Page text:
54Liu, H.Y., et al., "Fabrication of 0.1um T-Shaped Gates by Phase-Shifting Optical Lithography", SPIE, Optical/Laser Microlithography VI, vol. 1927, pp. 42-52 (1993).
55Mansuripur, M., et al., "Projection Photolithography", Optics & Photonics News 11, 17 pages, Feb. 2000.
56Matsuoka, K., et al., "Application of Alternating Phase-Shifting Mask to 0.16um CMOS Logic Gate Patterns", Matsushita Electric Ind. Co., Ltd. (9 pages), No date.
57McCallum, M., et al., "Alternating PSM Mask Performance-a Study of Multiple Fabrication Technique Results", International SEMATECH (6 pages), No date.
58McCallum, M., et al., "Alternating PSM Mask Performance—a Study of Multiple Fabrication Technique Results", International SEMATECH (6 pages), No date.
59Mizuno, F., et al., "Practical Phase-Shifting Mask Technology for 0.3um Large Scale Integration", J. Vac. Sci. Techol. B, vol. 12, No. 6, pp. 3799-3803, Nov./Dec. 1994.
60Moniwa, A., et al., "Algorithm for Phase-Shift Mask Design with Priority on Shifter Placement", Jpn. J. Appl. Phys., vol. 32, Pt. 1, No. 12B, pp. 5874-5879, Dec. 1993.
61Moniwa, A., et al., "Heuristic Method for Phase-Conflict Minimization in Automatic Phase-Shift Mask Design", Jpn. J. Appl. Phys., vol. 34, Pt. 1, No. 12B, pp. 6584-6589, Dec. 1995.
62Morikawa, Y., et al., "100nm-alt.PSM Structure Discussion for ArF Lithography", Dai-Nippon Printing Co., Ltd. (15 pages), No date.
63Morimoto, H., et al., "Next Generation Mask Strategy—Technologies are Ready for Mass Production of 256MDRAM?", SPIE, vol. 3236, pp. 188-189 (1997).
64Nagahiro, Y., "Improved Mask Techniques for Photolithography Applied to 0.25um LSI—Improvement of Resolution, Pattern Correction, Exposure Area", Nikkei Microdevices, pp. 1-6, Apr. 1995.
65Nakae, A., et al., "A Proposal for Pattern Layout Rule in Application of Alternating Phase Shift Mask", SPIE, vol. 3096, pp. 362-374 (1997).
66Nakagawa, K., et al., "Fabrication of 64m DRAM with I-Line Phase-Shift Lithography", IEDM, pp. 33.1.1-33.1.4 (1990).
67Nara, M., et al., "Phase Controllability Improvement for Alternating Phase Shift Mask", Dai Nippon Printing Co., Ltd. (16 pages), No date.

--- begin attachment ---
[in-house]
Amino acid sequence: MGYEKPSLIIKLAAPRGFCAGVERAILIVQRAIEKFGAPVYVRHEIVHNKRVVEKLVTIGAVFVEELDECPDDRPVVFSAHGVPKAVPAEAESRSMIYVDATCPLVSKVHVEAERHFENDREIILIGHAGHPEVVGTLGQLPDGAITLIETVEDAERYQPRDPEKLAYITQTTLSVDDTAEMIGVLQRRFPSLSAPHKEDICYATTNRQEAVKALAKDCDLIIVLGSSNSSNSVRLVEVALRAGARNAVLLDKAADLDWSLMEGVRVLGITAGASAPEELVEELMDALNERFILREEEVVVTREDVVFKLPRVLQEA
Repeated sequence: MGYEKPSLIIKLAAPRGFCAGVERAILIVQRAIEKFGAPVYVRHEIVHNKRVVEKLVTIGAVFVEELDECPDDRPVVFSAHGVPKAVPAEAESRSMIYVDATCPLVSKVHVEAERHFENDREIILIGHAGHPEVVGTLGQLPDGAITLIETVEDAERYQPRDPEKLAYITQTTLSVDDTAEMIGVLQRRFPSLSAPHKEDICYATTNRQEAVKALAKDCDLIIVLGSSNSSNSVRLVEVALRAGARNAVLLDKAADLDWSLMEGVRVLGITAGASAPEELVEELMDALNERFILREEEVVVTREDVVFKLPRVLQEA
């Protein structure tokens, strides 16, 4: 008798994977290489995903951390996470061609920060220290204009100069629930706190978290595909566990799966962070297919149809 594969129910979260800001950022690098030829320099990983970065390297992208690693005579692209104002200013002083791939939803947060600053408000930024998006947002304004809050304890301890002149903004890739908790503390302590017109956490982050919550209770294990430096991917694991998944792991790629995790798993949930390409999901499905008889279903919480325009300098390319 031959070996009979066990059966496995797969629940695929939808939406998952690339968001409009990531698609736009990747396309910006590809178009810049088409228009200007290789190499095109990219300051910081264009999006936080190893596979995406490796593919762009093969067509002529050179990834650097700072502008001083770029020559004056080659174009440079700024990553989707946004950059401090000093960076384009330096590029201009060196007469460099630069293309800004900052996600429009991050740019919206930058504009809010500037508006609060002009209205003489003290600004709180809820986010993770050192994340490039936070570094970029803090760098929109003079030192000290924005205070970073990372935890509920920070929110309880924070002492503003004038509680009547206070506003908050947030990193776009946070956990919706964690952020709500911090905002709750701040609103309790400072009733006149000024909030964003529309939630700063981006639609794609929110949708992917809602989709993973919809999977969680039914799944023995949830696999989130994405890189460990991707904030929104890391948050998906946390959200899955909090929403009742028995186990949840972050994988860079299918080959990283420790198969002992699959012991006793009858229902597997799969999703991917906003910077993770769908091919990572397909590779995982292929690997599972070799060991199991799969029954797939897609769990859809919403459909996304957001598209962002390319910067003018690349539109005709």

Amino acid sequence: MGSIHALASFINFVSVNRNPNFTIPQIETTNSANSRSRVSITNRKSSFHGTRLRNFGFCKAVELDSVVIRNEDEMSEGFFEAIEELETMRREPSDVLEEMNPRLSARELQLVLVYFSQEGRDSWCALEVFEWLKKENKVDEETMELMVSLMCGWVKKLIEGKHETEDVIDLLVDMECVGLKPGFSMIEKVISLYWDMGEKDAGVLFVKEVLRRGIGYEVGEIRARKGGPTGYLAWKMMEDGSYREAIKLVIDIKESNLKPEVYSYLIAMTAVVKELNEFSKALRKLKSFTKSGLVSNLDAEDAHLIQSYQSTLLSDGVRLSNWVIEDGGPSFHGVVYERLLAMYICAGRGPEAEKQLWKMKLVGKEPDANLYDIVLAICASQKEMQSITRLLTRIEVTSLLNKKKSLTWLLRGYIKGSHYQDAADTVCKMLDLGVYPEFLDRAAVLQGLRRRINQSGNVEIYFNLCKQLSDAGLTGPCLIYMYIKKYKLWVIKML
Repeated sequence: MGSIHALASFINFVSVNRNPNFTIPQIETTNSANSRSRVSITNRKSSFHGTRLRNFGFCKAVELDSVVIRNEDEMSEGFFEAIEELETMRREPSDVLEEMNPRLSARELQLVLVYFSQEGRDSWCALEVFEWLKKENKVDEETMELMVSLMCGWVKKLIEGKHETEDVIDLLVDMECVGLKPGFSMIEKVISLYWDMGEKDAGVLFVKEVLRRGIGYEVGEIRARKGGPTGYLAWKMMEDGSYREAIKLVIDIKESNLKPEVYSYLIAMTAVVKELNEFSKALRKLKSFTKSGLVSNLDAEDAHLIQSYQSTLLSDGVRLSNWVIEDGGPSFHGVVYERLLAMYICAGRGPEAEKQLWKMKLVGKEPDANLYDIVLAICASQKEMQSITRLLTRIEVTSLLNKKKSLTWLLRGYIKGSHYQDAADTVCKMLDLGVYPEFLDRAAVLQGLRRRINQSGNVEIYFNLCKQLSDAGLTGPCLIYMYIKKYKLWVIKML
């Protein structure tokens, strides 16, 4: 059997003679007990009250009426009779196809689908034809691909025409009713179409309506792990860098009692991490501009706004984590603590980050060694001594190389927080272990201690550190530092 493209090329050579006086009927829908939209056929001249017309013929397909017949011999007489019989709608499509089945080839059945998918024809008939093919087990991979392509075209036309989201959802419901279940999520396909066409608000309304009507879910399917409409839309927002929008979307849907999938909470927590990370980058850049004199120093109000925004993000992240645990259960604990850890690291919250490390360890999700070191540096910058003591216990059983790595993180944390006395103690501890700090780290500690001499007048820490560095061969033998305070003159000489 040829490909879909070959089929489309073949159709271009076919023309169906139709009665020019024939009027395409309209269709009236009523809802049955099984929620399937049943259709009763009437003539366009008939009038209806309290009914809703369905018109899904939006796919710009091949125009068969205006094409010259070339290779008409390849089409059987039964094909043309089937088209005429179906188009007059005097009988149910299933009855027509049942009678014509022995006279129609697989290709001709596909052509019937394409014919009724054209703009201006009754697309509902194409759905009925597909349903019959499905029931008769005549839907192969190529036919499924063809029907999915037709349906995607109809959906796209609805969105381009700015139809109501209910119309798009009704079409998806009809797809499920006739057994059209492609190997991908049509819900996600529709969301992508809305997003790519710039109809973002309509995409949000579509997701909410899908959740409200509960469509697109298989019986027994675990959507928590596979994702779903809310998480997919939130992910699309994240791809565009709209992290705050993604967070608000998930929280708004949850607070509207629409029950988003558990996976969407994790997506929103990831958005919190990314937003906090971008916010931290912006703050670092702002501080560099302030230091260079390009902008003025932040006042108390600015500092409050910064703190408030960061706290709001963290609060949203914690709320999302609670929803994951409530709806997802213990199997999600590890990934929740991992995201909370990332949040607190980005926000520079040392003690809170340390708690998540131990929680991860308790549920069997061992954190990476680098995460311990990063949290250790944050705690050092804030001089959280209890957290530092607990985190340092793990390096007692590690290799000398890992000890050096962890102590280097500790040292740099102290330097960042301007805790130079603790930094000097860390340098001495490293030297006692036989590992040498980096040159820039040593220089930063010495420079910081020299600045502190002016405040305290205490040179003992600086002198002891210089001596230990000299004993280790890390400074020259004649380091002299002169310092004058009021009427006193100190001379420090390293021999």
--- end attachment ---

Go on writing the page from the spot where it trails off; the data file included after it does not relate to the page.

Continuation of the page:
68Neureuther, A., "Modeling Phase Shifting Masks", SPIE, 10th Annual Symposium On Microlithography, vol. 1496, pp. 80-85 (1990).
69Newmark, D., et al., "Phase-Shifting Mask Design Tool", SPIE-11th Annual BACUS Symposium on Photmask Technology, vol. 1604, pp. 226-235, Sep. 25-27, 1991.
70Newmark, D., et al., "Phase-Shifting Mask Design Tool", SPIE—11th Annual BACUS Symposium on Photmask Technology, vol. 1604, pp. 226-235, Sep. 25-27, 1991.
71Nistler, J., et al., "Large Area Optical Design Rule Checker for Logic PSM Application", SPIE, Photomask And X-Ray Mask Technology, vol. 2254, pp. 78-92 (1994).
72Nistler, J., et al., "Phase Shift Mask Defect Printability Analysis", Proceedings Of The Microlithography Seminar INTERFACE '93, OCG Microelectronic Materials, Inc., pp. 11-28 (1993).
73Nitayama, A., et al., "New Phase Shifting Mask with Self-Aligned Phase Sifters for a Quarter Micron Photolithography", IEDM, pp. 3.3.1-3.3.4, Dec. 3-6, 1989.
74Nolscher, C., et al., "Investigation of Self-Aligned Phase-Shifting Reticles by Simulation Techniques", SPIE-Optical/Laser Microlithography IV, vol. 1463, pp. 135-150 (1991).
75Nolscher, C., et al., "Investigation of Self-Aligned Phase-Shifting Reticles by Simulation Techniques", SPIE—Optical/Laser Microlithography IV, vol. 1463, pp. 135-150 (1991).
76Ogawa, K., et al., "Phase Defect Inspection by Differential Interference", Lasertec Corporation (12 pages), No date.
77Ohnuma, II., et al., "Lithography Computer Aided Design Technology for Embedded Memory in Logic", Jpn. J. Appl. Phys., vol. 37, Part I, No. 12B, pp. 6686-6688, Dec. 1998.
78Ohtsuka, H., et al., "Evaluation of Repair Phase and Site Tolerance for a Phase-Shift Mask", J. Vac. Sci. Technol. B, vol. 11, No. 6, pp. 2665-2668, Nov./Dec. 1993.
79Ohtsuka, H., et al.,. "Phase Defect Repair Method for Alternating Phase Shift Masks Conjugate Twin-Shifter Method", Jpn. J. Appl. Phys., vol. 31, pp. 4143-4149 (1992).
80Okamoto, Y., et al., "A New Phase Shifting Mask Technology for Quarter Micron Photolithography", SPIE, vol. 2512, pp. 311-318 (1995).
81Ooi, K., et al., "Computer Aided Design Software for Designing Phase-Shifting Masks", Jpn. J. Appl. Phys., vol. 32, Pt. 1, No. 12B, pp. 5887-5891, Dec. 1993.
82Ozaki, T., et al., "A 0.15um KrF Lithography for 1Gb DRAM Product Using Highly Printable Patterns and Thin Resist Process", Toshiba Corporation (2 pages), No date.
83Palmer, S., et al., "Dual Mask Model-Based Proximity Correction for High Performance 0.10um CMOS Process", The 44th International Conference on Electron, Ion and Photon Beam Technology and Nanofabrication Abstracts, pp. 18-19, May 30-Jun. 2, 2000.
84Pati, Y.C., et al., "Phase-Shifting Masks for Microlithography: Automated Design and Mask Requirements", J. Opt. Soc. Am., vol. 11, No. 9, pp. 2438-2452, Sep. 1994.
85Petersen, J., et al., "Designing Dual-Trench Alternating Phase-Shift Masks for 140nm and Smaller Features Using 248-nm KrF and 193-nm ArF Lithography", Bacus News, vol. 14, Issue 8, pp. 1 & 4-13, Aug. 1998.